Fontenay Abbey: Au Revoir Bourgogne

Having hit 130 days of nonstop travel, our EU Austerity Drinking Tour needs a moment of sober solace. The last three days in Burgundy have climbed Beaune’s premier cru vineyards, visited the Hospice de Beaune, and Dijon’s medieval gems.

Today we wake at 9am, feast on chocolate croissants, then hop train to Montbard.  Our small map puts famed Fontenay Abbey nearby.  Since UNESCO declared Fontenay a World Heritage Site on our birth-year, it must be worth a day trip.  But the 6 kilometer march, without sidewalk, near freezing, turn this into surprise penance.

Halfway, our tired feet discover a lovely ancient chapel:

MontbardChapelBut that’s not it.  The one lane road takes a turn, and we discover…cows!

Burgundy CowsWe keep going but feel lost. Cars and people have evaporated. Finally, the gate to Fontenay emerges, shrouded by trees.

Fontenay GateReally? Seriously? That’s it? We just walked 6km for this?

But then we enter a time capsule, a world trapped between the Romanesque and Medieval. Here poor, pious Cistercians worked a self-sufficient life. They founded it in 1118 because their founding Abbey wasn’t austere (aka miserable) enough.

First stop, church:

Fontenay ChurchA Bishop on the run funded and founded the massive chapel in 1147.

Fontenay Church InteriorWe feel small beneath its simple, weighty, arches. Divine light was the only coloration. Little decorates it beyond a few patterned tiles and a columnar Mary and child:

Fontany MaryWith a thin wrap of Christmas LEDs…it is Novemeber after all. However, such minimal decor opens our eyes to smaller details, like the almost Alhambra-esque pointed arches:

Fontenay Church ArchesAfter church, we head to the massive, vaulted dormitories.

Fontenay DormitoriesBunk beds once lined this massive, cold, shared space. Just imagine college but with 300 roomies in an echo chamber.  We head below to the stump forest courtyard:

Fontenay CoutyardAdjacent to the courtyard, the most impressive tropical forest supports the massive dorm room above.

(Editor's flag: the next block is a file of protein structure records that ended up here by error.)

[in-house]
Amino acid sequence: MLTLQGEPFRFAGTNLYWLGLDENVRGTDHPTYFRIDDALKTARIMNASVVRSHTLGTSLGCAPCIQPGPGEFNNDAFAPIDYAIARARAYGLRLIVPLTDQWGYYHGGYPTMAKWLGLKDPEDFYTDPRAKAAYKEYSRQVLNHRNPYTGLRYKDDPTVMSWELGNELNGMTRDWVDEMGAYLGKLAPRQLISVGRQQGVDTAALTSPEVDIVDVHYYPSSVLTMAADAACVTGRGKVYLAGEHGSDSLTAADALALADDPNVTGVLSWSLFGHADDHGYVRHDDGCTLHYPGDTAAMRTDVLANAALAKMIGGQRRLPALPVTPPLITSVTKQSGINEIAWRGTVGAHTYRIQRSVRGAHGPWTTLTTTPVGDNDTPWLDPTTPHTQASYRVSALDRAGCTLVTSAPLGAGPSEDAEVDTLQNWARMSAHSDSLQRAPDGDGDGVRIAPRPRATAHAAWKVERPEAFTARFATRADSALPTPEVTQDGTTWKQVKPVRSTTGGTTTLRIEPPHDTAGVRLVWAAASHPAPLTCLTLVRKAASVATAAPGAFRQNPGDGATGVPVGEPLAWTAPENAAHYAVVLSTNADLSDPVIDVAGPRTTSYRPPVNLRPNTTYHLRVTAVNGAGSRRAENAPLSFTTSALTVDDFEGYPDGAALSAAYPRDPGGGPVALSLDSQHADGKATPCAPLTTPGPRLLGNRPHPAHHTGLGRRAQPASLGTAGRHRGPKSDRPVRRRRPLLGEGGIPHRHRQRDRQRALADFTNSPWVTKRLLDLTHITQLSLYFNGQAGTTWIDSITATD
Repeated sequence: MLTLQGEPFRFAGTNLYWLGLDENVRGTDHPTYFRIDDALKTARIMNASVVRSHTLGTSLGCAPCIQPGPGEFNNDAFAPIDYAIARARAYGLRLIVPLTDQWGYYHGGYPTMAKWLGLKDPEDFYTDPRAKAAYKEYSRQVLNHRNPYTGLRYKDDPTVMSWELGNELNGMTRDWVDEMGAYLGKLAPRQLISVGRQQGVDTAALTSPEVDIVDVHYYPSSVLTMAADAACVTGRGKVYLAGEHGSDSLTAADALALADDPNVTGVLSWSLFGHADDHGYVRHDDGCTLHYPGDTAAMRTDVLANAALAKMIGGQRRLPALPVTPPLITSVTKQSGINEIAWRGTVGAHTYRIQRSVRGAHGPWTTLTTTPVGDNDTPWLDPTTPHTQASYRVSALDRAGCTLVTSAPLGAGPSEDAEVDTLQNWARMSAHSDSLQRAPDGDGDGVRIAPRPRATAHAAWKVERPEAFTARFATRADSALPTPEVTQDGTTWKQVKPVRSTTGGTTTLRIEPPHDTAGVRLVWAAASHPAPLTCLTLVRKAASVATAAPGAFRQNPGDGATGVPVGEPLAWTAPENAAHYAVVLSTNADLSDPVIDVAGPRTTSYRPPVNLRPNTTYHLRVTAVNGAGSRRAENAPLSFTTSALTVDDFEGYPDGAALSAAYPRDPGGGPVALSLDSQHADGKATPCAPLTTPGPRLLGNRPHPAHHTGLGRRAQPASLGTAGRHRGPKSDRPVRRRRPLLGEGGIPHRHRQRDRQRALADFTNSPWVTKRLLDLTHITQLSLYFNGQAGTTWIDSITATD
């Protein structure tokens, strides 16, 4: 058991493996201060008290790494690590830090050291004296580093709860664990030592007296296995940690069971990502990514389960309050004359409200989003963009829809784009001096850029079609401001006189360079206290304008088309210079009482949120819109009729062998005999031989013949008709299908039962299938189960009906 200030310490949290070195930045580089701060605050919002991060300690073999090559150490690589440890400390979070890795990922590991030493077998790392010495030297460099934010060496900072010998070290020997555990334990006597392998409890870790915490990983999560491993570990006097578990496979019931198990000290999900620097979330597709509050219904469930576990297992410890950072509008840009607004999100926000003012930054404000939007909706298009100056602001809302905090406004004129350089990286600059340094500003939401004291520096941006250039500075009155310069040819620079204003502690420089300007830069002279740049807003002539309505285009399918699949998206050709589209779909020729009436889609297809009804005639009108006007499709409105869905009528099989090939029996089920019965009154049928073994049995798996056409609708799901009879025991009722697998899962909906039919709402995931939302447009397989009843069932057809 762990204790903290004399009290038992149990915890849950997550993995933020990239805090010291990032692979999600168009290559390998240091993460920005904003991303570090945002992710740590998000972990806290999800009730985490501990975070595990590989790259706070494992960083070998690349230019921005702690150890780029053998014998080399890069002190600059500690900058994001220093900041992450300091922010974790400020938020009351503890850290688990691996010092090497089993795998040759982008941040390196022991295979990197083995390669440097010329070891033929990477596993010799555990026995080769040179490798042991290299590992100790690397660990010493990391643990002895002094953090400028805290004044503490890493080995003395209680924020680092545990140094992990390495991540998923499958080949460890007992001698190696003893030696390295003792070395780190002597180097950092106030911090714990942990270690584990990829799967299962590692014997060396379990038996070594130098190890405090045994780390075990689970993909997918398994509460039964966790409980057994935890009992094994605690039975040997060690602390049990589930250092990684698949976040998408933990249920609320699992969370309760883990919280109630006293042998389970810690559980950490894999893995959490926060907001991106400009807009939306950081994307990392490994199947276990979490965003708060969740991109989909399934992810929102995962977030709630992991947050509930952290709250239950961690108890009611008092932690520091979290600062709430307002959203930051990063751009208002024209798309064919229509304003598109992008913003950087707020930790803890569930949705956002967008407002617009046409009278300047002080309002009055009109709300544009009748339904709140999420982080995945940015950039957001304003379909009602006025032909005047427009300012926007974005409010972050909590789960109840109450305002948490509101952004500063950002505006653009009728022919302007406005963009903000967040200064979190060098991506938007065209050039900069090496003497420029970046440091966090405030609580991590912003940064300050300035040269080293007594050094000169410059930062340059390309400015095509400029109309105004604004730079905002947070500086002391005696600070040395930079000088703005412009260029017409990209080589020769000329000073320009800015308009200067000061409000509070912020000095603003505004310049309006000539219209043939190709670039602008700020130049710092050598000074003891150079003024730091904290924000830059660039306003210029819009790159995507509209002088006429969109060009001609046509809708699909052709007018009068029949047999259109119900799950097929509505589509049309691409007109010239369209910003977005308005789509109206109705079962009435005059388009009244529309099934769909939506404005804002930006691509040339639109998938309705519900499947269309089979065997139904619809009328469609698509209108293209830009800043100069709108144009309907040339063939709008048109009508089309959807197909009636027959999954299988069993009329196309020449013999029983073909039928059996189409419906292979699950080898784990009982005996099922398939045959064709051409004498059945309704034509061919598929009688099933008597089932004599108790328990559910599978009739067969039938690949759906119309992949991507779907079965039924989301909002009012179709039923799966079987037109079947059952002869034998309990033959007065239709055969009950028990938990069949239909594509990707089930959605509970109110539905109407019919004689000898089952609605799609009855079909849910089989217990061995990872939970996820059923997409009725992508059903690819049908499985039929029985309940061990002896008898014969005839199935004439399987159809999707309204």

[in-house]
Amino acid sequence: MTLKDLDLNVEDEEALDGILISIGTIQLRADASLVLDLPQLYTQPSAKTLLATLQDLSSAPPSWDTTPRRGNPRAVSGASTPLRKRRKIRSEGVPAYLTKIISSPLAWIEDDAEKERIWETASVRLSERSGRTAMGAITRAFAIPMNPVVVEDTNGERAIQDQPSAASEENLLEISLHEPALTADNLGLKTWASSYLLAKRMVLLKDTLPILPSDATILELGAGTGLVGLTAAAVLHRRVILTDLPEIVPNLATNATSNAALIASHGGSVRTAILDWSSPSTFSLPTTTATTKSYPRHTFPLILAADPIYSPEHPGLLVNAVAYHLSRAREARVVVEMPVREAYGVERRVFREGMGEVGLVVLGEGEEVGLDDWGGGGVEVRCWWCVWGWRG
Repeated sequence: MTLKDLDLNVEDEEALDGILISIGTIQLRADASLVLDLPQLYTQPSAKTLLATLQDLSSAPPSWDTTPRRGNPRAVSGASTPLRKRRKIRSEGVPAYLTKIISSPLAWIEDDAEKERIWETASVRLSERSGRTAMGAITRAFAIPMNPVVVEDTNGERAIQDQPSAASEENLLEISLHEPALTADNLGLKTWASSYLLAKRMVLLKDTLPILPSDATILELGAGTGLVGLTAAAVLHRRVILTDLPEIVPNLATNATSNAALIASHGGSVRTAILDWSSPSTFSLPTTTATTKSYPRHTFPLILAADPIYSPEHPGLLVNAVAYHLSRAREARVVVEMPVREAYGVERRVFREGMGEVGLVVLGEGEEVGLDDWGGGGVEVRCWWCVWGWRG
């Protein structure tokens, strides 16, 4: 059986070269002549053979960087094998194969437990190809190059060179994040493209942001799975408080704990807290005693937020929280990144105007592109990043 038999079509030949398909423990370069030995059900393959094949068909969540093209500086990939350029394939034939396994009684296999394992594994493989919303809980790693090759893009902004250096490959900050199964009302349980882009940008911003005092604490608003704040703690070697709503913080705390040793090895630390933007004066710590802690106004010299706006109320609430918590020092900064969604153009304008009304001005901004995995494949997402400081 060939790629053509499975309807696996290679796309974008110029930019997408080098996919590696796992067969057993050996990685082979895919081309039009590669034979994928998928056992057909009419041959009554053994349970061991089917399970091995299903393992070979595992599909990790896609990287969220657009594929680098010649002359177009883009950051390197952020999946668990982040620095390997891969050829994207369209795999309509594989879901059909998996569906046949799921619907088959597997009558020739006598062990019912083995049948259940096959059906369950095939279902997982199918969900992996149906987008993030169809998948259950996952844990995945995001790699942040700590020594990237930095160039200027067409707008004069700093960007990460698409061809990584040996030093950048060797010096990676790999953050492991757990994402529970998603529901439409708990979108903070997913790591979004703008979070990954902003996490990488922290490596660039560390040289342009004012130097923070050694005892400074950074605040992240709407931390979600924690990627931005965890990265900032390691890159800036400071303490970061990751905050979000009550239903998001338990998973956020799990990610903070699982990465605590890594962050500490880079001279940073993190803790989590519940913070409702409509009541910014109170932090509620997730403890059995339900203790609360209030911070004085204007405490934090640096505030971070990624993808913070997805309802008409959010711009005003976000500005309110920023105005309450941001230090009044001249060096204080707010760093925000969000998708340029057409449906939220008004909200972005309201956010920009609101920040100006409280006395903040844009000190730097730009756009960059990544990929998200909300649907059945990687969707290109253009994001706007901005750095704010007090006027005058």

Fontenay Understory ArchesThese vaults connect to the Kitchen:

Fontenay KitchenAlbeit amazing, we soon realize we have yet to see any of the typical anthropomorphic carvings or delights of other chapels, churches, or monasteries. Fontenay was a deprivation chamber. Only thought of the divine had a place here.

But there was always work.  Like a bookend to the Basilica, on the other end of the campus, was the forge:

Fontenay Iron Forge The backdoor of this basilica opened to a real iron mine: convenient!

Fontenay Iron MineThen excavated iron ore was then brought into the main hall, where the massive furnace heated it for smelting and production of tools.

Fontenay Iron FurnaceHowever, these monks were as smart as they were hardworking. That hammer is attached to a massive, churning, hydraulic wheel: making it Europe’s first metallurgical factory, possibly its first industrial plant.

Fontenay Water WheelAt least that’s what the overly proud French plaque claims.

Later years saw English kings and Popes visit Fontenay. The French revolution turned it into a paper mill.  Turn of the last century restorations returned Fontenay’s austere charm.

Fontenay Tracy AaronThe campus feels calm, committed, and pure.

I freeze outside trying to draw it, while my smarter wife enjoys the museum. Then we face our hike back to Montbard. The world turns from Burgundian pale grey to something more brooding, deep, blue, and fired with pink flame.

Fontenay Days EndThen it rains.

We soak for our three hour our walk back to Montbard’s station (with a grocery store dinner between). But the day and abbey cleared our minds, preparing fresh ground for a trip out of France, to stick our toes in Luxemburg. Although only in Burgundy four days, we must leave before we get too attached, and before the fish starts to stinks as my grandmother once said.

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2 Responses to Fontenay Abbey: Au Revoir Bourgogne

  1. sand110 says:

    If the monks were that smart they would have cultivated grapes of some kind.

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